[00:05:54] Pam Kohl: So, I mean, I think what gives me hope is what I’ve seen in my own personal experience. When I was first diagnosed with metastatic breast cancer. That day. I was told that my life expectancy expectancy was two and a half to three years at best. Um, and, but they said. Uh, the FDA has approved a new drug that we’re going to put you on that, you know, we hope will slow progression for maybe two years, maybe two and a half.
And I stayed on that drug for four and a half years with minimal progression. I had a little bit, you know, I’d get a new med or a new tumor, um, every now and then, and we would go in and treat that tumor. Up until really about three months ago, I have been pretty stable, but I’ve been getting pet scans and CT scans every three months.
And my last, um, scan, I had some new tumor, so, um, cha I had to change treatment. And so for me, what gives me hope is that these new drugs that are coming on the market all the time, whether you’re estrogen positive or her to pause. Are keeping us alive longer and the longer we can stay alive, the more hope that we have is that when the drug that we’re currently on fails, we’ll have another line of treatment and another line and another line.
So I’m just starting my second line now after five years, which is almost unheard of. Um, and you know, we’re hoping that this line will keep it stable for a year. And then we know there’s another line. Hopefully by the time that one fails, there’ll be something that will be approved. And you know, the fact that we can stay alive longer just enables our quality of life, as well as our hope that if we can’t find the cure right away, Trust me, my family.
We would be happy for this to be a chronic disease. So, um, we keep working on that and keep hoping to just have another line of treatment. It’s a hard thing. It’s a very random disease. It is. Metastatic breast cancer is smart and tenacious, and it does not like to give up it’ll switch types. And so you’re, we are always on the hunt for do I have new tumors?
And if I do, are they still estrogen positive? And if they’re not, then we definitely need to change treatments. And it’s so random, you know, somebody who is in the same circumstance as I was. Didn’t I, the drug that I was on didn’t work for them. It only lasted two years. We have no idea. Those are the kinds of things we need to understand.
Why did I, why did my drug work for me for five, almost five years and for another woman or man, it may only be one year. Those are one of the million things we need to find out. The fact that we do have these new drugs is enabling more and more research.
[00:09:06] Adam Walker: Yeah. Wow. That’s great. So now you do work with the Komen metastatic breast cancer collaborative research initiative.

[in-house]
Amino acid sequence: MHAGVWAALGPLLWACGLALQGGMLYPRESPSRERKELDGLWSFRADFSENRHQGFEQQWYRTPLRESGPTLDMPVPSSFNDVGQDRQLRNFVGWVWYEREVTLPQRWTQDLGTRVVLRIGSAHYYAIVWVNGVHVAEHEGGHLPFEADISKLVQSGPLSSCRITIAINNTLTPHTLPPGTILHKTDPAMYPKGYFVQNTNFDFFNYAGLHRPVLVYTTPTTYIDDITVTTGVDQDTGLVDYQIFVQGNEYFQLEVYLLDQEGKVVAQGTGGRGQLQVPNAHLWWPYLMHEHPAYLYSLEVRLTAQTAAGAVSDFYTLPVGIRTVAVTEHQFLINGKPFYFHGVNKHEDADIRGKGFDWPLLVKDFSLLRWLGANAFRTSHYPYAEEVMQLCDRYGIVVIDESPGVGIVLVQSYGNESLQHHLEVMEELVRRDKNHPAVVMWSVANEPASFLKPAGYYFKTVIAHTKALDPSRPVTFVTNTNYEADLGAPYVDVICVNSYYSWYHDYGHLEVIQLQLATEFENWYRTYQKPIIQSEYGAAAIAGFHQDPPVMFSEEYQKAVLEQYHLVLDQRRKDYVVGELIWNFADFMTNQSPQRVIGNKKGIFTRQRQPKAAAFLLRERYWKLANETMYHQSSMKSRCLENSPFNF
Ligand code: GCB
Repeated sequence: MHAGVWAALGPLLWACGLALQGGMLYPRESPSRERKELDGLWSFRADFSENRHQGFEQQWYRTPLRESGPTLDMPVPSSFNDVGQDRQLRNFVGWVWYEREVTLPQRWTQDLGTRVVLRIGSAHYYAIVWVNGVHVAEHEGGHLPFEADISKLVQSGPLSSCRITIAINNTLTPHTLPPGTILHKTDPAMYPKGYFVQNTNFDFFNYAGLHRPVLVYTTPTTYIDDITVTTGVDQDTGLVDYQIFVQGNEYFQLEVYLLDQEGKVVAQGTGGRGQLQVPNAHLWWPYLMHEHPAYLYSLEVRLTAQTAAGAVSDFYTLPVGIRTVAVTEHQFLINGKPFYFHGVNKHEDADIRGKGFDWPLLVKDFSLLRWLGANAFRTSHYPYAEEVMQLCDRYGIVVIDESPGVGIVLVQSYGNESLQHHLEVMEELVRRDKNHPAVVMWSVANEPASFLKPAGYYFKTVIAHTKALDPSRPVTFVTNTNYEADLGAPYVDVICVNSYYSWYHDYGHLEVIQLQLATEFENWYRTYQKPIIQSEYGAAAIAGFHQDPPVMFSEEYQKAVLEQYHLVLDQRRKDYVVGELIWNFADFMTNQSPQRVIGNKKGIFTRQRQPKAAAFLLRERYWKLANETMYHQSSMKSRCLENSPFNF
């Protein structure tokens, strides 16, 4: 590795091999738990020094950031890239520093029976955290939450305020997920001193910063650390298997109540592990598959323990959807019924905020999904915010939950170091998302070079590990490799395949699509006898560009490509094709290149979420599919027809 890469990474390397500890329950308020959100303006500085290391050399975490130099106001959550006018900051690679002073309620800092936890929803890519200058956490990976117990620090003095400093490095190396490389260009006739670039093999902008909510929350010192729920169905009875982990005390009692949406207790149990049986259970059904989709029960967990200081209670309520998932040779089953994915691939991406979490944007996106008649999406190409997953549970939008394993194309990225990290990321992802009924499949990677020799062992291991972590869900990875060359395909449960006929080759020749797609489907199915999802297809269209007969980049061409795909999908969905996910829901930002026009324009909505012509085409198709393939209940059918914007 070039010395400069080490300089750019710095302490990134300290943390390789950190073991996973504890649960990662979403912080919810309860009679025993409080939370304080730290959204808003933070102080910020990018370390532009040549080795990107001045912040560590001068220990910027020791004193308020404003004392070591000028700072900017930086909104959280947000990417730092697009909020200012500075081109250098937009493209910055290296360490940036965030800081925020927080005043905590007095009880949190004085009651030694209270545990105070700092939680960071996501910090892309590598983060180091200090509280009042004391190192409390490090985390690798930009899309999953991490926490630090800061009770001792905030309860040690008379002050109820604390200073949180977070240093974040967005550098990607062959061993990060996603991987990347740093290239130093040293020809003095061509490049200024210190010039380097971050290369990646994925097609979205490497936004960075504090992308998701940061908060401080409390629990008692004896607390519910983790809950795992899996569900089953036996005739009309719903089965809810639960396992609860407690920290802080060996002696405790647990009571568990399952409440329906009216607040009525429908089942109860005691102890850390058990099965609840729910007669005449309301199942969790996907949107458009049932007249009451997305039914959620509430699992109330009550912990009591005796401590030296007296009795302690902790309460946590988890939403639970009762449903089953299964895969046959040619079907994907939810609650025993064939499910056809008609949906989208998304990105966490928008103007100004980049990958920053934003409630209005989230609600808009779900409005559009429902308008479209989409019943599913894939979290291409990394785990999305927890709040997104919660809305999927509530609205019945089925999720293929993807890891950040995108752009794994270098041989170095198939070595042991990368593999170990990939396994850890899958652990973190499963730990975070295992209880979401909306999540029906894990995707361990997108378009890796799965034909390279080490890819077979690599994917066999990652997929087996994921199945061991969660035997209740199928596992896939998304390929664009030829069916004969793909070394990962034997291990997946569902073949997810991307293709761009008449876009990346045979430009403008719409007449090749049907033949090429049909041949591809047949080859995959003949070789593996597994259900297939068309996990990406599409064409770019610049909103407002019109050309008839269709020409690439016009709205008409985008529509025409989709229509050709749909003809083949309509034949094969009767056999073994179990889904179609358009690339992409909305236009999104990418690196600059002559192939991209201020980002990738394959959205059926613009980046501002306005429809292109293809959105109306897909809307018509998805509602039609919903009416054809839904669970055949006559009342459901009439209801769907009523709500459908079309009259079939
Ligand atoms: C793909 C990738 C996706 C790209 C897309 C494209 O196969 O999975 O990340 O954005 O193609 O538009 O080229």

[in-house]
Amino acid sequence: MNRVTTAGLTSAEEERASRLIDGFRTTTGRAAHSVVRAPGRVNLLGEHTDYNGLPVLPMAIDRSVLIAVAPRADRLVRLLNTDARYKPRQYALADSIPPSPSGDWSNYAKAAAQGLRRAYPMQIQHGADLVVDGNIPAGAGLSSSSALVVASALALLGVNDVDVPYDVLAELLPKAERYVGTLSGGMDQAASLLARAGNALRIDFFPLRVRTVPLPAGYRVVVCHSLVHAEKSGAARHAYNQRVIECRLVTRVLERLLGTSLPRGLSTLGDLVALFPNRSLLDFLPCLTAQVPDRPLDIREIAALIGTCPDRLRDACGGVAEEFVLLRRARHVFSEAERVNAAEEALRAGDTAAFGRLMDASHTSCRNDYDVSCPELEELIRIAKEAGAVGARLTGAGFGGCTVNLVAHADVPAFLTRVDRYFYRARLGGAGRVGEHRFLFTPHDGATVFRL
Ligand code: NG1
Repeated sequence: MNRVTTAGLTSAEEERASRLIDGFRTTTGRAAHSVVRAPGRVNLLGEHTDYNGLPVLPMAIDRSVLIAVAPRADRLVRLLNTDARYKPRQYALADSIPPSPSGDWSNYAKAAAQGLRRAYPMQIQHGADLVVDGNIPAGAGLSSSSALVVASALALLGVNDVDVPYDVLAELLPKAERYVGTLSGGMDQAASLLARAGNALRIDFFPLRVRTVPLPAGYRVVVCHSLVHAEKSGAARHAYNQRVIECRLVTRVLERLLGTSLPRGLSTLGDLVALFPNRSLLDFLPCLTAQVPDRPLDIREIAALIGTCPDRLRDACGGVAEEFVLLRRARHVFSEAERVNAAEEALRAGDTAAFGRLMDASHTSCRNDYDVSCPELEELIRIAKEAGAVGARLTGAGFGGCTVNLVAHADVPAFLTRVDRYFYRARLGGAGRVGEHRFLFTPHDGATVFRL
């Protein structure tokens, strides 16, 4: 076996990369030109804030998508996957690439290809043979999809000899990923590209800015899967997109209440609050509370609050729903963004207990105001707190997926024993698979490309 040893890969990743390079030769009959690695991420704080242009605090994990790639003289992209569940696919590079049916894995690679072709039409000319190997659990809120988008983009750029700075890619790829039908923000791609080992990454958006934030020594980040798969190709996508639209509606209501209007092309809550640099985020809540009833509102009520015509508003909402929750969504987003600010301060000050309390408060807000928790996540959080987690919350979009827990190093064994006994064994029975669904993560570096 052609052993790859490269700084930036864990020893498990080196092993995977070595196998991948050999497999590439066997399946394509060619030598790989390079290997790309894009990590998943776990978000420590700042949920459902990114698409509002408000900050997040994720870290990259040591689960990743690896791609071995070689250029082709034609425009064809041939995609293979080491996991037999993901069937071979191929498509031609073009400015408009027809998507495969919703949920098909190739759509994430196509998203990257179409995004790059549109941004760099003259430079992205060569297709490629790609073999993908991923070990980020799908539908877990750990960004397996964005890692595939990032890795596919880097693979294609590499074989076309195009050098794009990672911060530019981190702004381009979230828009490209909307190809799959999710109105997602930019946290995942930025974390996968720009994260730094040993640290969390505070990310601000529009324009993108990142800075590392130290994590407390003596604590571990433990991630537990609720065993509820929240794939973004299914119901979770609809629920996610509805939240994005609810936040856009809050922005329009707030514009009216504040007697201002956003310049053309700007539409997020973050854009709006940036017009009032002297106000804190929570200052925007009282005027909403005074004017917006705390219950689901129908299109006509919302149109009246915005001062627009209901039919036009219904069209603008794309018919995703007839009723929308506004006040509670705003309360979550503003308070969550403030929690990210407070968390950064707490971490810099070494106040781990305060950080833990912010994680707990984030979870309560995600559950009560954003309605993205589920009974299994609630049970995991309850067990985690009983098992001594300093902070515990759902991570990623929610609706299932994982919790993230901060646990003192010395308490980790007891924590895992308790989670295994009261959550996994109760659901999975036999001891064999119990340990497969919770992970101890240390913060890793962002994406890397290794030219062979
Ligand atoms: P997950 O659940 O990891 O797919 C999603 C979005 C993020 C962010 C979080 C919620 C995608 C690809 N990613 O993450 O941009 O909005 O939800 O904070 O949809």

How did this come about and what have you been working?
[00:09:16] Pam Kohl: Yeah, so this was pretty exciting. And another kind of amazing thing, you know, I’ve been at Komen 10 years and as the executive director of a common affiliate in, um, Raleigh Durham, chapel hill, I knew the common scholars at duke, and I knew the common scholars at UNC, and I knew the kinds of research, breast cancer research that was being done in both institutions.
And I was aware of the recent. That was similar. I knew there were researchers at both institutions working on a vaccine. I knew there researchers in both institutions that are working on immunotherapy, and I also knew of research that was being done at UNC and duke. That was very different and very unique.
And then their particular, what I called tunnels and all of it was very exciting, but. Also frustrating knowing that I knew both ends of this and saw amazing things and brilliant people working in their own silos. And so I kept thinking my goodness, if we could bring together the most brilliant minds from duke and UNC they’re eight miles apart.
If we could bring them together to focus on metastatic breast cancer, the only chance of breast cancer that kills. If we could bring these minds together, we would have impact. I had no doubt about that and I understand, uh, the rivalry on the basketball court I’m, uh, you know, true Carolina blue fan. My son’s first words were go heal.
Um, so I understand that and I’m treated at duke and I understand that as well, but I never had any doubt that regardless of that rivalry, if we came together, we would find treatments. And so, you know, the first thing I had to do was see whether duke and UNC would play in this arena, um, and whether they would even consider these are academic institutions that have all kinds of guidelines and rules and regs, when it comes to.
Research and they compete in research and they compete for dollars. And here I am trying to find a way to get them to work together. And, and I talked to, uh, actually Dr. Lisa Carey at UNC and said, am I completely crazy? Um, or could this actually happen? And what would it take? And she just looked me right in the eye and she said, Pam, it’s going to take money on the test.
And I went, okay, how much money would have to be on the table? And she said a minimum of a million dollars to get us both at the table to begin talking. And I said, well, that doesn’t scare me. Let’s see what we can do. And at that point I talked to national Komen about, could we free up my time so that I could focus on this.